Similarly, North Korea is unlikely: While the U.S. thinks of the DPRK as a “rogue state,” America already took a big L on uranium enrichment there. Plus it has no Tomcats and no fifth-generation fighters. (The North Korean Air Force seems to run mostly MiG-29s, as well as a bunch of American helicopters smuggled in to the country in the 1980s with the CIA’s knowledge.)
Russia is a promising candidate, if only because the fifth-generation fighter seen in the movie is the Russian Su-57. But even though relations have deteriorated between the U.S. and Russia—maybe to the point where a U.S. Navy officer might refer to Russia as a “rogue state”?—it seems unlikely the U.S. would bother trying to destroy a Russian uranium enrichment facility. They’d still have about 1,500 nukes, anyway.
Iran, on the other hand, fulfills most of the criteria. It is a “rogue state” by U.S. standards; the U.S. has an avowed desire to prevent it from obtaining nuclear weapons; maybe most importantly, Iran does, alone among all countries besides the U.S., have a store of F-14 Tomcats—about 79 of them, purchased by the Shah of Iran during the Iran-Iraq war in the 1970s. (Rooster and Maverick could even, across an airfield, be Iranian?) The problem with the Iranian candidacy, of course, is that Iran doesn’t have a fifth-generation fighter. But if you had to pick one country, I’d go with Iran.
But why does The Enemy have to be “a country”? There’s a fifth possible identity for The Enemy: death itself.
Perhaps TGM’s most interesting quality, and the thing that sets it apart most clearly from the original Top Gun, is its ghostly, elegiac tone. At Vulture, Allison Willmore has proposed that most of the movie takes place in a “death dream” experienced by Maverick after the crash of the Darkstar experimental plane early in the film; her colleague Bilge Ebiri, in a lovely essay about TGM’s place in Tom Cruise’s career, notes the emptiness of the world Maverick and his students inhabit:
Which is maybe why Maverick takes place in such an otherworldly environment. The reality these pilots inhabit is a curiously empty one, mostly devoid of civilians, and the vast stretches of flat desert across which their jets blast feel like a dreamscape — an effect enhanced by the fact that during their training exercises, the valleys and mountains and missiles and enemy fighters they must evade exist only as readouts on computer screens. This is supposedly the same “Fightertown, USA” in San Diego where the first Top Gun took place (the airplane sequences were shot in real military-controlled areas where the U.S. Navy trains its pilots because those are the only places in the country where fighter jets are allowed to fly that low). But this time, the whole film seems to be playing out on the far edges of the empire. Never have fighters zooming across the screen looked so thrilling and felt so resoundingly, so gorgeously sad.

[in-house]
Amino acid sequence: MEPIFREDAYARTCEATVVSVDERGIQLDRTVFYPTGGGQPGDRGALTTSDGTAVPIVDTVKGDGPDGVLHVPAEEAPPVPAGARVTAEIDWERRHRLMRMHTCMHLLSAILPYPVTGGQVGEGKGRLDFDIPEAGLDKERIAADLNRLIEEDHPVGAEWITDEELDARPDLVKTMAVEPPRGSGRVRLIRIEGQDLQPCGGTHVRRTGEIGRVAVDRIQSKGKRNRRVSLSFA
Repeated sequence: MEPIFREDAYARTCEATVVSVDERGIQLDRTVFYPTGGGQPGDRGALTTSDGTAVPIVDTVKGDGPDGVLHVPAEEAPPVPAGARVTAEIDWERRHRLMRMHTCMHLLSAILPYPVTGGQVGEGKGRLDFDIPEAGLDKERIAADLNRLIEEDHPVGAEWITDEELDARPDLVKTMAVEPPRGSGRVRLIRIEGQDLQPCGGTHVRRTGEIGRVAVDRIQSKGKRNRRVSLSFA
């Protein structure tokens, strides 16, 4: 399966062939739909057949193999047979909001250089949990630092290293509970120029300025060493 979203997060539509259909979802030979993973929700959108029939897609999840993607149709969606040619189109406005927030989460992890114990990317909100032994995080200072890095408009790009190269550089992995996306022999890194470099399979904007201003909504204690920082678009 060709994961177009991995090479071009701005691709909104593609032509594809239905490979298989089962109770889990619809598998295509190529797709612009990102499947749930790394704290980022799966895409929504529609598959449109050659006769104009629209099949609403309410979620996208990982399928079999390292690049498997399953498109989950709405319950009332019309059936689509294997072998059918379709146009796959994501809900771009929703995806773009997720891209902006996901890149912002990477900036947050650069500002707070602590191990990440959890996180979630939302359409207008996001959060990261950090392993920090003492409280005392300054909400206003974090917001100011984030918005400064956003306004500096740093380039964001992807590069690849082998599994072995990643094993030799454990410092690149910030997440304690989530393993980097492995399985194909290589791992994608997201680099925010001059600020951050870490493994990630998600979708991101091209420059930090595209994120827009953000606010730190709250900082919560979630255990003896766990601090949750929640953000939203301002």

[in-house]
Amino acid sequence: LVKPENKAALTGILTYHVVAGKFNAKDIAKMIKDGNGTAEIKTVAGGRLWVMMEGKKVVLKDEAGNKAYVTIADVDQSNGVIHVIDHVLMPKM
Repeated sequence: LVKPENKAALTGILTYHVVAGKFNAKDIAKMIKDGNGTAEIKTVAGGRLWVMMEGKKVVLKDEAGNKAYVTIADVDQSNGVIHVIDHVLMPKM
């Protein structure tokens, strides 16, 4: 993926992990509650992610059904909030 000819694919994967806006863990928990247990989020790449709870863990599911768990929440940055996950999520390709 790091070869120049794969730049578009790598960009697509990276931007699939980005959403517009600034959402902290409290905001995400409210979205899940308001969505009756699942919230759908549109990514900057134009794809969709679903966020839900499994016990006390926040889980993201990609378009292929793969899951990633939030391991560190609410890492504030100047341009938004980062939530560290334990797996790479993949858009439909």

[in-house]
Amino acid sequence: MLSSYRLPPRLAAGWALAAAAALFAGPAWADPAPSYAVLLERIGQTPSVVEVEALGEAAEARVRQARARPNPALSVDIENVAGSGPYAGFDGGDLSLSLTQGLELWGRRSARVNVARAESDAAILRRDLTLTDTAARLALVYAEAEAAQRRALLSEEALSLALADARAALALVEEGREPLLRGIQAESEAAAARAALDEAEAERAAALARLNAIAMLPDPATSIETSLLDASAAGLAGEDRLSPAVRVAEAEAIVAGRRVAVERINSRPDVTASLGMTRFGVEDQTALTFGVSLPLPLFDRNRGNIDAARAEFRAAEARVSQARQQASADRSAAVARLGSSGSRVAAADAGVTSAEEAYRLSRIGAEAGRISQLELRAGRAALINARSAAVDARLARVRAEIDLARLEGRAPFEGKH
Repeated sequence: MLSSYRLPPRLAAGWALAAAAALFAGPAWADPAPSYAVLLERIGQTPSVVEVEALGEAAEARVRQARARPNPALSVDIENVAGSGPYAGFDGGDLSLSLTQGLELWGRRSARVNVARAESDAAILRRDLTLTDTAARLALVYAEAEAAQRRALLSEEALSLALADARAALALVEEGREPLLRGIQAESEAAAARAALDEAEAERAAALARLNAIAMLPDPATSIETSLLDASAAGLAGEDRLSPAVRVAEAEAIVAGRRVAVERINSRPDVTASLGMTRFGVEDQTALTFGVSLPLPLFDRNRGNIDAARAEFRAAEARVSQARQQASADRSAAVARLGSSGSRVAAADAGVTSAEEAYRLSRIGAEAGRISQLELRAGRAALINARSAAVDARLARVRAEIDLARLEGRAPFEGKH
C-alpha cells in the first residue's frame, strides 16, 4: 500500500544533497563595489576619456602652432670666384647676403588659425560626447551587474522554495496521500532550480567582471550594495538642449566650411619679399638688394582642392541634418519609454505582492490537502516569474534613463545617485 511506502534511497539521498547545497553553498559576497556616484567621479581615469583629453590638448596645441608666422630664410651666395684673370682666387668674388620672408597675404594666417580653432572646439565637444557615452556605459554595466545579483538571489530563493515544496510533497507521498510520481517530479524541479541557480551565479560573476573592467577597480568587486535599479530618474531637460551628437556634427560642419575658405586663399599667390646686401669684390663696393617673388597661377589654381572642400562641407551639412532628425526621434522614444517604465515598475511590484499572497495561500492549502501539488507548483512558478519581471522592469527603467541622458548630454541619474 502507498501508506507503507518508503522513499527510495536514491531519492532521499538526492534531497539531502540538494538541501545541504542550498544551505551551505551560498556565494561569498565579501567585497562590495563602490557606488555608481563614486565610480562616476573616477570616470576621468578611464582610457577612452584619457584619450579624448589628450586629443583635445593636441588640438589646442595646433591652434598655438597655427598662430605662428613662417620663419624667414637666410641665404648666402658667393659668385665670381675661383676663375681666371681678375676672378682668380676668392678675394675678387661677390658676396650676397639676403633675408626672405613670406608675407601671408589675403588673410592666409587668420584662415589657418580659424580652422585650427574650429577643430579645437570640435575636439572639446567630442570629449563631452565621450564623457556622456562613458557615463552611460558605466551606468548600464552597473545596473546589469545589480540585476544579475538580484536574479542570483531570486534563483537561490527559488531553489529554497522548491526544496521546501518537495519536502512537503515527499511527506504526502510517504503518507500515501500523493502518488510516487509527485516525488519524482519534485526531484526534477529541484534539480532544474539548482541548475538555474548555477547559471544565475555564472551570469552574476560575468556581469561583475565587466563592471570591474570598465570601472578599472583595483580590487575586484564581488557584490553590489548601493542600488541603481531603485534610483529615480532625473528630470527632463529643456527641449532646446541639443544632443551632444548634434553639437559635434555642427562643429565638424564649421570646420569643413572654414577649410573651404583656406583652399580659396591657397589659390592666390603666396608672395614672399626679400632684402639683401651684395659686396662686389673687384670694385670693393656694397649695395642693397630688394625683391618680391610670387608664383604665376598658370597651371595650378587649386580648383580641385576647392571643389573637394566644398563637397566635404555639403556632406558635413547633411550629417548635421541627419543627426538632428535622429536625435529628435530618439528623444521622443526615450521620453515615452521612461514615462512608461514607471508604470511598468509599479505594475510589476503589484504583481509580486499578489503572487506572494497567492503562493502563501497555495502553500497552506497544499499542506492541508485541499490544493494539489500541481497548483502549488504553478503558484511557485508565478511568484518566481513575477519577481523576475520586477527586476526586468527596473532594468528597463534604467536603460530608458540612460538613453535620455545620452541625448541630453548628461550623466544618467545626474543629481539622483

This reading of Top Gun: Maverick can be oriented around the ageless, tireless Cruise — one of the last true Movie Stars, staving off death in his late 50s with dangerous stunt after dangerous stunt. But the movie’s sepulchral qualities can also be read as an expression of anxiety over the future of the American imperial project. It’s not simply as The Enemy, as described, doesn’t exist in the real world. It’s that it cannot exist. No country can feasibly threaten American military hegemony. The only thing we have to fear is our own decline.
Look, in all likelihood the first-order reason that The Enemy is rendered generic and nonspecific because the movie studios that made TGM required geopolitical caution to protect global box-office profits. But set within the uncanny, featureless world built by the movie, in which nothing seems to exist outside the camera’s viewfinder — and in the context of a geopolitical balance still dominated by American military power — that blankness seems less like a cop-out than an appropriate artistic choice. There are no civilians in Top Gun: Maverick, no cities, no governments, no economies. There are just the planes, the aviators, and, awaiting them, their foe. This is “The Enemy” in the same sense that Satan is “The Adversary,” and he is generic in the sense of universal: All of us test ourselves against him, over and over, until he finally catches us, rising inescapably into our paths as we race toward the horizon, his face hidden behind an enormous black visor.
The work that Top Gun: Maverick’s script does to create an enemy that is threatening to American military prowess, but not too threatening, is magnificent. The Enemy is a pariah state (it’s weak)! But it has fifth-generation fighters (it’s strong)! But we could beat those fighters with F-35s (it’s weak)! But we can’t use the F-35s due to the elaborate video-game level The Enemy has built around its urianium enrichment facility (it’s strong)! Threading this kind of needle in propaganda is difficult, and should be left to professionals.